FOOD & DRINK
10/01/2014 07:00 am ET Updated Dec 06, 2017

Here's Why The Loco Moco Is Hawaii's Ultimate Comfort Food

Have you ever been so hungover that you couldn't decide if a greasy American breakfast or salty Asian lunch would help you most? Enter the loco moco. It's what you get when gravy is poured atop of a fried egg stacked on a thick hamburger patty, piled on top of white, sticky rice.

It's also proof of Hawaii's status as a melting pot in the middle of the Pacific Ocean, since it represents a cultural mash-up of Asian and Western cuisines.

The loco moco is said to have been around since the 1940s when -- according to one debated legend -- Nancy Inouye, the wife-owner of Lincoln Grill, once located in the rainy Big Island town of Hilo, threw something together that the hungry neighborhood kids could afford. When she put it on the board as a menu item and asked what they should call it, Richard, her husband and the restaurant's cook, said, “The kids are crazy. Call it loco moco.”

Another legend says it’s named after the first boy to eat one; he was nicknamed Loco.

Whatever its origins, the loco moco has come to epitomize Hawaiian plate-lunch cuisine, satisfying a surfer’s raging appetite and curing the occasional hangover. It’s been called a gastronomical monstrosity and a cultural emblem -- comfort food on a paper plate.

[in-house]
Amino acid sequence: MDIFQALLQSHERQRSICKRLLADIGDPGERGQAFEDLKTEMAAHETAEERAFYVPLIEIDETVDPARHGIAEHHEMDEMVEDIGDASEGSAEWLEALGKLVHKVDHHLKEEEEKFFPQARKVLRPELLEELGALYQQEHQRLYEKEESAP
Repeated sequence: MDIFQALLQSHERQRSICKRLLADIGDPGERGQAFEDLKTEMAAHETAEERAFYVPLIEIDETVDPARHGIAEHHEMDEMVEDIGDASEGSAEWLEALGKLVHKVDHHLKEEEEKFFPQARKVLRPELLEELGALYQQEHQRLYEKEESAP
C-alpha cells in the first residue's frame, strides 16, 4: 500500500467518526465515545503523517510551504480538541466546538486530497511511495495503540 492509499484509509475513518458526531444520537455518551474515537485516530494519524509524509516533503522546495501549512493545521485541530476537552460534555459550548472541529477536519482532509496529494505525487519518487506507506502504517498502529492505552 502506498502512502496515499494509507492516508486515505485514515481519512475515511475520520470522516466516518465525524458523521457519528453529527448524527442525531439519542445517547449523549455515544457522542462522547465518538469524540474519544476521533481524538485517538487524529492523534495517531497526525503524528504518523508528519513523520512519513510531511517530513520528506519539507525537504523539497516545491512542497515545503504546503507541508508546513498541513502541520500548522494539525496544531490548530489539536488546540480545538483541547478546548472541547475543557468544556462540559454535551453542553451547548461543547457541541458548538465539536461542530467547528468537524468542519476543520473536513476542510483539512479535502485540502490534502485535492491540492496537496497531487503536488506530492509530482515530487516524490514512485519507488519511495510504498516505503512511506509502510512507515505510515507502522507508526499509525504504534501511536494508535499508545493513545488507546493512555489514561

And it may have reached its logical conclusion at last weekend’s Rice Fest in Honolulu, Hawaii, where a chef and team of volunteers helped to set the bar for Guinness World Records’ loco-est moco ever made.

Chef Hideaki Miyoshi of Honolulu’s Tokkuri Tei restaurant threw down approximately 600 pounds of rice, 300 pounds of beef, 200 pounds of gravy and 300 eggs, weighing altogether 1,126 pounds.

And while there was pride in such a historical moment, there was also drama. Some said it wasn’t a legitimate loco moco because of the use of scrambled eggs, not sunny-side-up.

The Honolulu Star-Advertiser reported that loco moco purists at Rice Fest weren’t thrilled, and online commenters concurred. “If you cannot pop the egg yolk and let all that goodness juice all over the rice it's not a real loco moco,” commenter Maneki_Neko stated.

While many variations abound -- some chefs add Spam or Portuguese sausage while others throw in caramelized onions or tomato salsa -- most can agree that the loco moco is a drool-worthy, gluttonous gem of Hawaii:

loco moco

loco moco

loco moco

loco moco

loco moco

loco moco

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